Monday, August 10, 2009

The Idea of the Hero

Kathleen Fitzpatrick, one of David Foster Wallace's colleagues at Pomona, recalled this about DFW:

He was, in fact, extremely fond of The Wire -- he stopped me in the hall one day last year and said, look, I really want to sit down and pick your brain about this, because I'm really developing the conviction that the best writing being done in America today is being done for The Wire. Am I crazy to think that?

I just finished watching Season One of The Wire (I know, where have I been?). I binged on it, in fact: thirteen episodes in four days.

I can see why Wallace was so impressed, of course. In one sense, The Wire seems to embody what Wallace was attempting in Infinite Jest: a multilayered portrait of a huge cast of characters at a variety of socioeconomic levels.

I was also thinking about the show in relation to the essay that Hal Incandenza, in IJ, writes for his Introduction to Entertainment Studies course. The essay, as you may recall, compares Chief Steve McGarrett of Hawaii Five-0 and Captain Frank Furillo of Hill Street Blues, suggesting that they are "useful for seeing how our North American idea of the hero changed" from the 1970s to the 1980s.

McGarrett, Hal argues, "is a classically modern hero of action." His cases are one-dimensional puzzles with clear solutions, and he characteristically homes in on the truth with single-minded clarity.

Furillo, on the other hand, "is a bureaucrat, and his heroism is bureaucratic, with a genius for navigating cluttered fields." He handles multiple cases at a time while fending off distractions from colleagues and family members. He is "what used to be designated a 'post'-modern hero"—a "heroic part of the herd, responsible for all of what he is part of, responsible to everyone, his lonely face as placid under pressure as a cow's face."

(Incidentally, David Lipsky's Rolling Stone piece, published shortly after his suicide, quotes Wallace saying that Hill Street Blues "was a really important show to me.")

"But what comes next?" Hal asks at the end of his essay. Hal predicts that we await "the hero of non-action, the catatonic hero, the one beyond calm, divorced from all stimulus, carried here and there across sets by burly extras whose blood sings with retrograde amines." (This unsupported conclusion gets Hal's grade knocked down to a B/B+.)

Arguably, that's what Don Gately becomes in the final couple hundred pages of IJ, but what about The Wire? How do this show and its heroes fit into the evolution that Hal sketches in his seventh-grade essay?

Granted, I've only watched the first season, and I've never seen a single episode of Hill Street, but it seems to me that The Wire's innovation is that it moves away from the idea of a single hero and toward the idea of a team. We may be tempted to see Jimmy McNulty as the McGarrett/Furillo figure early on (more Furillo than McGarrett), but gradually the other cops gain complexity and importance—Greggs, Daniels, Freamon, even Pryzbylewski. It's a cluttered field that's being navigated by a web of characters, all of whom are influencing each other and constantly revising the nature of the field itself.

And it's not just the cops, of course; the show also develops the complex humanity of the drug dealers—D'Angelo Barksdale, Stringer Bell, Boadie, etc.—and of strippers and addicts and more. Over and over again, the show takes character who seem peripheral extras (figurants, as they're called in IJ), and turns them into important, deep characters. It hurts us, for example, when sixteen-year-old Wallace gets shot.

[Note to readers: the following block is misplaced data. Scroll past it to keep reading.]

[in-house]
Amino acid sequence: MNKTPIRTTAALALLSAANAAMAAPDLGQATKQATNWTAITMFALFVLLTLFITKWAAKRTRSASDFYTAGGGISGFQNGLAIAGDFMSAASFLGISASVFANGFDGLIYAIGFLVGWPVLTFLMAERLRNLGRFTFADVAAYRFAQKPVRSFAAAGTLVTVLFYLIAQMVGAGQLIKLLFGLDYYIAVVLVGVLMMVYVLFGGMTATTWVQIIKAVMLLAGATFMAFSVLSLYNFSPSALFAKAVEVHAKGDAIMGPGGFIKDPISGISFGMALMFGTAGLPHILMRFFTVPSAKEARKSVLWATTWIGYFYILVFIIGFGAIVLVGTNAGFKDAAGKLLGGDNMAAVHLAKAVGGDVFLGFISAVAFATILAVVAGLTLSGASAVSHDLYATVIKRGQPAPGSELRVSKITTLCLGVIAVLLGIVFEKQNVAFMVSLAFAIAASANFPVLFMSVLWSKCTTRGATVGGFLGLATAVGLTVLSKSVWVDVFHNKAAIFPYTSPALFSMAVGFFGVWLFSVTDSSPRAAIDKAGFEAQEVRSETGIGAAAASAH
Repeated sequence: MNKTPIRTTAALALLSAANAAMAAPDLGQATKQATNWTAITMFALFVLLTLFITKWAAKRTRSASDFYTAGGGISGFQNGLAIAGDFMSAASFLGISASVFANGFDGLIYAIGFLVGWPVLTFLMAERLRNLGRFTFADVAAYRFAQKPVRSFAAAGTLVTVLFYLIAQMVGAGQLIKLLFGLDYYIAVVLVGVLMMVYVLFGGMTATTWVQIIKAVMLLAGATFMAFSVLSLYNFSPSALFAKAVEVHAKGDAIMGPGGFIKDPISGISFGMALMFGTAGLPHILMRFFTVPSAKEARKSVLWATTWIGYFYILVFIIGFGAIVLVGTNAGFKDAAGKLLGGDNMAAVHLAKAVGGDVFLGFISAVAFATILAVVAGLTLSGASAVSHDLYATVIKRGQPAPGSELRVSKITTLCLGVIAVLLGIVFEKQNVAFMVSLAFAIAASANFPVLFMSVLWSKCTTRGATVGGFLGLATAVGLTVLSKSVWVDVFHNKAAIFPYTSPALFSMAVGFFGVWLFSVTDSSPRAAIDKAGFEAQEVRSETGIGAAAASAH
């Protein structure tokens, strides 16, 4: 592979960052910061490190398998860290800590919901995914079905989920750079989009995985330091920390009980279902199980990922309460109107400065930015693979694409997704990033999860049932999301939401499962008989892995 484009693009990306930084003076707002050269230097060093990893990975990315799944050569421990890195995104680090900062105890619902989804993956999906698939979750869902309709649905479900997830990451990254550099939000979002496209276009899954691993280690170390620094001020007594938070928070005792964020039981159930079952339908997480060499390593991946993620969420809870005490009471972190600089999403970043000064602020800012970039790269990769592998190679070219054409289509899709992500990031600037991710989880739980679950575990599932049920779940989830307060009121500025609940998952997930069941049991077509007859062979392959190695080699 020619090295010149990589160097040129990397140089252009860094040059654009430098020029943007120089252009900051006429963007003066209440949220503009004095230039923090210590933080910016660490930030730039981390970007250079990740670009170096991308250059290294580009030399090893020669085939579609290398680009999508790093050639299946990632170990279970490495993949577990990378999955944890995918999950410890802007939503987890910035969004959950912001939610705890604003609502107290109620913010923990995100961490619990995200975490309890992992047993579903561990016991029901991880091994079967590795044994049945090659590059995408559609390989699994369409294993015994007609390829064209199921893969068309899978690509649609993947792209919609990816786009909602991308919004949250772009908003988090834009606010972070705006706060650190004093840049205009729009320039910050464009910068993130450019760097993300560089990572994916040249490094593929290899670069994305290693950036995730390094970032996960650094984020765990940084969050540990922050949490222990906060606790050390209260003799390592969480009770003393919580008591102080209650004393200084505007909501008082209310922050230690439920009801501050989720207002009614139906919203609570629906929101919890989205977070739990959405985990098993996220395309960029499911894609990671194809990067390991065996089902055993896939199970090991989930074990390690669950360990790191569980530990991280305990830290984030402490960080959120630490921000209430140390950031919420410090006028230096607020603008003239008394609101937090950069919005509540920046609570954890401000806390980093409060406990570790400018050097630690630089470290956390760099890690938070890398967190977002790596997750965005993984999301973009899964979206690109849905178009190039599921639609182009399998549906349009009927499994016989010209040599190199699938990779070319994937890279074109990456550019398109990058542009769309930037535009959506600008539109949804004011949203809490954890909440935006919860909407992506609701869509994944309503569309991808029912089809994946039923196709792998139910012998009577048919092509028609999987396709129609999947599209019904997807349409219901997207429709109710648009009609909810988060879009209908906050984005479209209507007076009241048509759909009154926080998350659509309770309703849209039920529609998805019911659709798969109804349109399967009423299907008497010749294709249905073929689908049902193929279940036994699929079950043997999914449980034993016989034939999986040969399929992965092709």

In fact, the show complicates the notion of the hero, dramatizing the moral failings even of "real police" like Bunk and Jimmy, the redeeming moments for cops who seem seriously flawed (e.g., Rawls and Herc), the dawning compassion and awareness in a killer like D'Angelo, the moral code of the bandit Omar, and the struggles of a junkie like Bubbles (who I found much more compelling, incidentally, than IJ's junkie Poor Tony).

The notion of heroism is embodied not in a single character, but rather in a kind of free-floating and malleable ideal—"real police," for instance, or "the code" that Omar says a man must live by. It's a question of meaning. Is it worth it? Jimmy wonders after Greggs gets shot up. Is it worth it? Greggs wonders as she considers her girlfriend's wish that she quit police work. Are we still police? the cops ask themselves after collaborating with the cold-blooded killer Omar.

There's self-interest and careerism on one side, "real police" and a "code" on the other. But given the implacability of the drug trade and the pervasiveness of the corruption, the show challenges the idea that the heroic work of "real police" actually makes much of a difference at all. And is it worth it if it breaks your girlfriend's heart, or if your family falls apart in the meantime?

It's a Sisyphean project, "real police" work, in an existentialist world. McNulty, Daniels, Herc, Greggs, Freamon and others have to create meaning for themselves, live by a code of their own devising, and one which they may not even fully understand (as in Greggs's story of why she wanted to be a cop—"Here ya go, rook."). And, importantly, they create this meaning not as heroic lonely faces in an anonymous herd, but as fallible teammates who develop deep and real relationships with each other.

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